Getting Sober For The End Of The World
Lamington Records / Real Deal Productions
Wellington-based singer/songwriter Darren Watson has a new album out. And I’m pretty sure it’s his best. I thought that last time, admittedly. But I reckon Getting Sober trumps the also-wonderful Too Many Millionaires. And speaks, then, to the hallmark of quality and consistency. The new album is warmer, earthier, it relies less on the rigidity of the blues, instead it takes that form of soul music as its heart and starting place and reaches out. Here you will hear upbeat rattlers (Alison Jane) and slow-churn balladry (Another Day). You will hear mischievous jubilance (the title track) and utter sadness soaked through simmering rage (Ernie Abbott). And you might think of John Hiatt and Elvis Costello and Lyle Lovett as much as you think of The BluesTM – which is great, because I’m pretty sure Darren is thinking of those things at least as often as he’s thinking of The BluesTM.
Sober sits alongside Millionaires as something of a companion, or a next step; they are the most alike and like-minded of any two albums in Watson’s catalogue. But there’s more variation on the new album and I also think he’s in the best voice of his career. The vocal performances on the dirge-tempo Another Day and Ernie Abbot are extraordinary. When he lets out a blues wail (One Evil Man, Broken, Preachin’ Blues) it’s pure testifyin’.
And there’s such a feel to these performances. Watson’s on acoustic guitar – adding some bass, organ and percussion at various times too. There’s drums and percussion from Delia Shanly, double bass from Steve Moodie and piano from Dayle Jellyman. This is a regular group that’s worked up such a soulful, slow-burning groove over the last couple of years. Terry Casey’s harmonica joins them on occasion – Casey and Watson have an over 30-year history of collaborations and you feel that connection here. Craig Denham’s accordion is the Flaco Jiménez to Darren Watson’s Ry Cooder on Love That I Had (an ace cover of a lovely Matt Hay song). And the Cold City Horns (Nolan Plunkett on trombone and Jacob Wynne on trumpet) give a nice “final party” shape to the title track’s winning form of pessimism.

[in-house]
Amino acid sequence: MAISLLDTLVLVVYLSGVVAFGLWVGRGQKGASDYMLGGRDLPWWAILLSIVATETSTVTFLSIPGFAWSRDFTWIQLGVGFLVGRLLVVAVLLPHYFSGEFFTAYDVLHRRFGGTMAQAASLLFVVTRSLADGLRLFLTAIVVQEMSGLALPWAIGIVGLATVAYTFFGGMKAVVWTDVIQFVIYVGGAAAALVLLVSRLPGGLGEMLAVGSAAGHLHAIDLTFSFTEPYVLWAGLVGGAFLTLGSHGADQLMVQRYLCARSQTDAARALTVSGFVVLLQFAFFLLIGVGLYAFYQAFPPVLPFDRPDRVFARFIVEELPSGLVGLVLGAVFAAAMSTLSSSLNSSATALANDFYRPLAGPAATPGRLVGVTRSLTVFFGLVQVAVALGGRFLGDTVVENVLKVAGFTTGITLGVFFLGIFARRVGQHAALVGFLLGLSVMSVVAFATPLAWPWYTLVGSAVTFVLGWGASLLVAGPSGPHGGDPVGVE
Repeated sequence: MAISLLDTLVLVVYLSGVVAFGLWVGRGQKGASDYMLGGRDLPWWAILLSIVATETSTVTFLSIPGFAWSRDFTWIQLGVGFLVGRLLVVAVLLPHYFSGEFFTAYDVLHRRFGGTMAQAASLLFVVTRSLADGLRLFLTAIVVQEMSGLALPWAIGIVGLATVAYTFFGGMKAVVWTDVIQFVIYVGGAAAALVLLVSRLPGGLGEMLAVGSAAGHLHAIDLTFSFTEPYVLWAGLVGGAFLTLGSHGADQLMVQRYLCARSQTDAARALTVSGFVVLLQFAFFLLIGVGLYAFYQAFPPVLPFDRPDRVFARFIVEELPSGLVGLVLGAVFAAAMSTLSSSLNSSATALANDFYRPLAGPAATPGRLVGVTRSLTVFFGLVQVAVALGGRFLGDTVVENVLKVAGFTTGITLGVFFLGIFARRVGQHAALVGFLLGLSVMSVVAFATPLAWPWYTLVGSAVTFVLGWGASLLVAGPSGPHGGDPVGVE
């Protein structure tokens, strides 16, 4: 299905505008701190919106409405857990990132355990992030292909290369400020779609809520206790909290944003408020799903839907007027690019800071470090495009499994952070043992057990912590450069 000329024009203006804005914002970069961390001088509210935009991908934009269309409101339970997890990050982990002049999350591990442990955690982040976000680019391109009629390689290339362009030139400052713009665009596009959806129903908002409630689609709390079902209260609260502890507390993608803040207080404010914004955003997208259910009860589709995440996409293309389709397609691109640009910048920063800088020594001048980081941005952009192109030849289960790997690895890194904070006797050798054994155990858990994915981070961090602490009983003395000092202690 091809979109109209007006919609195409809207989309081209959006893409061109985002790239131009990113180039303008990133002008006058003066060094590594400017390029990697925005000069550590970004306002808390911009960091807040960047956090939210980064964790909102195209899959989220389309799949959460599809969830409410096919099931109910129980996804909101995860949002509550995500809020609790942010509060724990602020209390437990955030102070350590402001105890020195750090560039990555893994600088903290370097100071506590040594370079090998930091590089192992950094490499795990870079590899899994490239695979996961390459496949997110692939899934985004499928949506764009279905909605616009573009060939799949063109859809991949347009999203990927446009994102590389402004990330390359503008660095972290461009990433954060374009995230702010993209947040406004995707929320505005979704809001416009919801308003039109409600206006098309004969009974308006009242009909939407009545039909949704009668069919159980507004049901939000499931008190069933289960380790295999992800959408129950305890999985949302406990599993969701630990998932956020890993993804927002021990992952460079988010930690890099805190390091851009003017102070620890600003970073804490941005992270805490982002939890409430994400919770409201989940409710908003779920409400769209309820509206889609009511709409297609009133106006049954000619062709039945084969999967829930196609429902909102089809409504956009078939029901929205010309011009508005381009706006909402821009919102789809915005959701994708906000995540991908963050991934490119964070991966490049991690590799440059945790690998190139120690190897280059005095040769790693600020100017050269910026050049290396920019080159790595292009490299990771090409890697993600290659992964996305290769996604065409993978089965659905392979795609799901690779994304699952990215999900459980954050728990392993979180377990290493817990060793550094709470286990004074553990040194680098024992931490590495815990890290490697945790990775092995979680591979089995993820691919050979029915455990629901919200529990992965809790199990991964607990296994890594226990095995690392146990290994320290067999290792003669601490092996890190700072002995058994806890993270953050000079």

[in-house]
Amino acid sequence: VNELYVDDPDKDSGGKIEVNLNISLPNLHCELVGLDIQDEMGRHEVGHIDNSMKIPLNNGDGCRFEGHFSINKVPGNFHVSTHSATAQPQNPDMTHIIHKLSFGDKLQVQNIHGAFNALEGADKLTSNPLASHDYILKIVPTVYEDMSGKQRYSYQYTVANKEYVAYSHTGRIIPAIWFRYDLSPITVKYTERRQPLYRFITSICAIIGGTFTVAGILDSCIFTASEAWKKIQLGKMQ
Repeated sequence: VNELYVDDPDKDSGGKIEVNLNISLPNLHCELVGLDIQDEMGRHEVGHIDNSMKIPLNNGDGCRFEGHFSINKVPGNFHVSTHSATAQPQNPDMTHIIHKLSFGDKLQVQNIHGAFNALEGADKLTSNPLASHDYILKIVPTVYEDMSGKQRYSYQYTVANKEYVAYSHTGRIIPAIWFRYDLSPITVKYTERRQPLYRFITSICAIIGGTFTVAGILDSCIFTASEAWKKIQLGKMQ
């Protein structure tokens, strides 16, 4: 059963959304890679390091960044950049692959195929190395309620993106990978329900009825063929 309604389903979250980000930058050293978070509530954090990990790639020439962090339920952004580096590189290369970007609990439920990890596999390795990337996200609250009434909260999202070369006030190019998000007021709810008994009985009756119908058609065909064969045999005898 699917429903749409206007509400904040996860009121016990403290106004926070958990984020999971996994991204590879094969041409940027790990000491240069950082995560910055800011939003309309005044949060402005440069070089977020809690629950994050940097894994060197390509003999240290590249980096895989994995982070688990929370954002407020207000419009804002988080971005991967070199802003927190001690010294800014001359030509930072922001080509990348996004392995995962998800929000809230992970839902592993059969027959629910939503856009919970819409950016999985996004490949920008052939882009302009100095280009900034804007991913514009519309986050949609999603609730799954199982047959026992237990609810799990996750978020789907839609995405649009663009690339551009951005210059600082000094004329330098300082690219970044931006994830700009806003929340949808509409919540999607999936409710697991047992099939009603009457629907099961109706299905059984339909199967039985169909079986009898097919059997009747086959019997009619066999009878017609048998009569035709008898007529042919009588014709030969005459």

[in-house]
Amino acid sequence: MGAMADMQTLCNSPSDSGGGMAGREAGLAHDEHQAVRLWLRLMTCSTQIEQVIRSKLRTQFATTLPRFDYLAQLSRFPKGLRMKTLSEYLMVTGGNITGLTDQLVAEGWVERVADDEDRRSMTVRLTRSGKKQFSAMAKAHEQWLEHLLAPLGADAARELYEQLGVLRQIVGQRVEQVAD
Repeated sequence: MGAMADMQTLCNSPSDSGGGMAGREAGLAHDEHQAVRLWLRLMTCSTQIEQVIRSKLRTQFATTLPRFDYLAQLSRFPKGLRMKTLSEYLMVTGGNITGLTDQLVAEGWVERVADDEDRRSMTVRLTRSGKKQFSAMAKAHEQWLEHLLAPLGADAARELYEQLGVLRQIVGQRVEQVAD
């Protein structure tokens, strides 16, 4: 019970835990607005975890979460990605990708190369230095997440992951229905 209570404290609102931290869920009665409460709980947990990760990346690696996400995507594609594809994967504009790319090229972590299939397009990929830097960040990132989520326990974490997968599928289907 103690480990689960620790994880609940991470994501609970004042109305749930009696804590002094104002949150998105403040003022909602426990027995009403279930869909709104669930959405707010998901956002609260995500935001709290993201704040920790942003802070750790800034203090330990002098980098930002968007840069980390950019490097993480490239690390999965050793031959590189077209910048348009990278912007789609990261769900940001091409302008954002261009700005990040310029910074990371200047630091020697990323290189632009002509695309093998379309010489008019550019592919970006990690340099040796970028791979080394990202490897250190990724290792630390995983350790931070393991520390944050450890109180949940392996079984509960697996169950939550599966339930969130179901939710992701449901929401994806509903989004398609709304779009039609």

It’s such a great set of musical performances.
The only electric guitar on the album comes courtesy of a cameo from Rick Holmstrom, best known across the last decade or so as Mavis Staples’ bandleader and right-hand man. He is boogie and jump-blues and the shadow of Pops Staples all in one.
There’s an extension of some of the themes from the previous record too, there are probably still too many millionaires ruining the world, sure, but the focus is on one in particular for a couple of songs (Self Made, One Evil Man). He’s everyone’s least favourite TV star-turned-politician and sadly not enough peoples least favourite American President. (Though history will peg that correctly).
One of the things I love about this album is the feeling of being in the room, being so near the recording. This is music made for the joy of it. The aim of this is to entertain, to provide quality performances and songs. And that’s where Darren is at a career-best level.
He ends the album with a cover of Robert Johnson’s Preachin’ Blues (Up Jumped The Devil). It plays on after an original song called Broken which is a blues-soaked confession tune. A heartbreaker that is utterly mesmerising for the vocal, the harmonica part by Casey, the deceptively simple guitar picking and the interplay of these three distinct components. It also perfectly sets up the Johnson cover to conclude.
Darren might not just be a bluesman. He might be a singer songwriter with a great love of pop songs and all forms of what is perhaps best described as roots music but so much of it has come from a deep love and understanding of the blues. And that’s something that’s so earnestly felt here. And in this extraordinarily soulful take on one of Robert Johnson’s less obvious songs to cover we feel all of that and it’s so alive, so vital, so passionate.
Getting Sober has such warmth and heart to it. This is Darren’s finest set of recordings. And you need to hear it.
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